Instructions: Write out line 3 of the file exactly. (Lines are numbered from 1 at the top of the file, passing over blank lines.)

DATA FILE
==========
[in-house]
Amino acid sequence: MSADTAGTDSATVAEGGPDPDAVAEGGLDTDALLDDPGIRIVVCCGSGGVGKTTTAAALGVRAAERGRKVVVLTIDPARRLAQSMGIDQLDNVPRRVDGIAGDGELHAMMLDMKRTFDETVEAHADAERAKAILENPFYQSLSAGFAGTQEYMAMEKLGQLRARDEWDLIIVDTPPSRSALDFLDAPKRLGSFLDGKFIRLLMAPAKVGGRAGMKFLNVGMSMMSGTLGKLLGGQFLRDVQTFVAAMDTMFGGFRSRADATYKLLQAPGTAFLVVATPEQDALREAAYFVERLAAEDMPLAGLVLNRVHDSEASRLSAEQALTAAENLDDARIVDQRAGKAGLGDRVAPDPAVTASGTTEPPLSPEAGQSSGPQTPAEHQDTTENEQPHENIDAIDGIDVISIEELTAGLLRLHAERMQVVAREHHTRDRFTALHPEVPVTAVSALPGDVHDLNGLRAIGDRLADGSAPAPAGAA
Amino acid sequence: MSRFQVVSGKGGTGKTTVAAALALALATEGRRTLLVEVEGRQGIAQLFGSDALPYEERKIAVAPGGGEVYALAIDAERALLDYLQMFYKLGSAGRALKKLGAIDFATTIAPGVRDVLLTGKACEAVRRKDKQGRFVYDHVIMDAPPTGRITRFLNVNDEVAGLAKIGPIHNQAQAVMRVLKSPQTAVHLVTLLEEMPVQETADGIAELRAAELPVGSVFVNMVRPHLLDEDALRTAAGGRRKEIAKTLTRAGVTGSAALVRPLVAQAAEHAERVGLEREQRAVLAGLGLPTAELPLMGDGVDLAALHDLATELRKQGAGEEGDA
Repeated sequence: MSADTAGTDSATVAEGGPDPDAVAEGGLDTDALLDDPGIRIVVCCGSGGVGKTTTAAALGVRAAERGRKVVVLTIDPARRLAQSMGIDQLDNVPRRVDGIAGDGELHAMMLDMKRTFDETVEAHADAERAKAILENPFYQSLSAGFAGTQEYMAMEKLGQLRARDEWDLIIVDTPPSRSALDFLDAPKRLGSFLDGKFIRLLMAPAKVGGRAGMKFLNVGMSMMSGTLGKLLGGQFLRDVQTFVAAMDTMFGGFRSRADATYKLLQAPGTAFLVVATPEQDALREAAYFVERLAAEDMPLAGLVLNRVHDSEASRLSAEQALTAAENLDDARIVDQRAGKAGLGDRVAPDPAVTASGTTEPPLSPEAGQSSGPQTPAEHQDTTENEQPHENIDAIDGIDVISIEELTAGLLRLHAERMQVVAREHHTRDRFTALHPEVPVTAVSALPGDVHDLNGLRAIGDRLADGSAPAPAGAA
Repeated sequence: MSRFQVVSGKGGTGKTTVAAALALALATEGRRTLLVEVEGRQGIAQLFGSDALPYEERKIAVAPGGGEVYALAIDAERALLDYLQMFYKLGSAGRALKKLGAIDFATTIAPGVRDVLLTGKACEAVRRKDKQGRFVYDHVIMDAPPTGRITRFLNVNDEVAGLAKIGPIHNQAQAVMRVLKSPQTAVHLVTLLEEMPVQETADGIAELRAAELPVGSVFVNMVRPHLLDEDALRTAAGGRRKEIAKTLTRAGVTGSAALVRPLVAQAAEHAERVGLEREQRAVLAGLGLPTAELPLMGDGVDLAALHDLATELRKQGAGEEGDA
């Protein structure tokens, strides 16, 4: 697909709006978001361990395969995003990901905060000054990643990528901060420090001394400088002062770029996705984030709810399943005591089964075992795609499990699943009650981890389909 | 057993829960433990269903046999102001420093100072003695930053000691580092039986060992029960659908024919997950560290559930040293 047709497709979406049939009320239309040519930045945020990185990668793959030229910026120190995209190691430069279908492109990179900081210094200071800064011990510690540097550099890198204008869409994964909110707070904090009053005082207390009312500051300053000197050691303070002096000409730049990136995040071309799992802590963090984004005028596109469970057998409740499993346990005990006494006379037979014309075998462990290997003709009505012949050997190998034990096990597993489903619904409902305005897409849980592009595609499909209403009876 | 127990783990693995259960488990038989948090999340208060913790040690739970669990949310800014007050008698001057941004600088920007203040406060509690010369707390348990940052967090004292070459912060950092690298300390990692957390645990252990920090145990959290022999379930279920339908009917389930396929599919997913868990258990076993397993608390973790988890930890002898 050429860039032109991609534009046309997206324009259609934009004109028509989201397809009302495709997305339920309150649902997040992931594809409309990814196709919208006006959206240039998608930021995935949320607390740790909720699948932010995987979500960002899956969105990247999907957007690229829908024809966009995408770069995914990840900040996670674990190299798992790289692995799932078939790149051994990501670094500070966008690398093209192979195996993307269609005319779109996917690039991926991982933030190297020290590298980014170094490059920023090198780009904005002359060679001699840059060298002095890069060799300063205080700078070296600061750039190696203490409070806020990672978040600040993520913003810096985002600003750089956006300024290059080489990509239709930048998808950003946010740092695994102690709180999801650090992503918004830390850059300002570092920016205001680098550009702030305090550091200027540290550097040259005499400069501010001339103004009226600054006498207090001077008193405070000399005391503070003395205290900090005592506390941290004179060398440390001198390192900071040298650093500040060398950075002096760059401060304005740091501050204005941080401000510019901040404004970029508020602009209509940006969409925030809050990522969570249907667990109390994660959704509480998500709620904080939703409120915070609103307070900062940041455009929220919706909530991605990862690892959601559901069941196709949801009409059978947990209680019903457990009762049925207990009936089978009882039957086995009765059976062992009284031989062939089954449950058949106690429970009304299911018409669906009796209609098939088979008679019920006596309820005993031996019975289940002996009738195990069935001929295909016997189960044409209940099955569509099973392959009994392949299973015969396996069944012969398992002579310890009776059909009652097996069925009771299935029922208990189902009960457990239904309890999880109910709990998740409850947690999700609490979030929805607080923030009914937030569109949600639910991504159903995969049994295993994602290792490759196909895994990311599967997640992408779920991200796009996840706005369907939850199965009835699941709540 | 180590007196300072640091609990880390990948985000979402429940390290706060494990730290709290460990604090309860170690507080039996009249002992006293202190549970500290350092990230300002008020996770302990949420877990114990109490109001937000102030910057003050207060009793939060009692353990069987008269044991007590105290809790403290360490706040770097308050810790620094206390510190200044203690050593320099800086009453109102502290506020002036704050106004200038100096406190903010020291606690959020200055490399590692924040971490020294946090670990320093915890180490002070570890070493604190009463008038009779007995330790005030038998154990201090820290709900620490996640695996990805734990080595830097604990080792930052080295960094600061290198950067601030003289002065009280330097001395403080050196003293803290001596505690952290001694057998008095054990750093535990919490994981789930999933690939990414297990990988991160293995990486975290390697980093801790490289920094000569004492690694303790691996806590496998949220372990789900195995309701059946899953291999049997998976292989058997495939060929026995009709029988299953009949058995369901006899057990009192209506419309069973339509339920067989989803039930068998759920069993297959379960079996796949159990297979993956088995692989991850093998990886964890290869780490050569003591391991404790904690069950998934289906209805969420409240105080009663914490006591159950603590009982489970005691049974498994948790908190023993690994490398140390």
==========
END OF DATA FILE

Amino acid sequence: MSRFQVVSGKGGTGKTTVAAALALALATEGRRTLLVEVEGRQGIAQLFGSDALPYEERKIAVAPGGGEVYALAIDAERALLDYLQMFYKLGSAGRALKKLGAIDFATTIAPGVRDVLLTGKACEAVRRKDKQGRFVYDHVIMDAPPTGRITRFLNVNDEVAGLAKIGPIHNQAQAVMRVLKSPQTAVHLVTLLEEMPVQETADGIAELRAAELPVGSVFVNMVRPHLLDEDALRTAAGGRRKEIAKTLTRAGVTGSAALVRPLVAQAAEHAERVGLEREQRAVLAGLGLPTAELPLMGDGVDLAALHDLATELRKQGAGEEGDA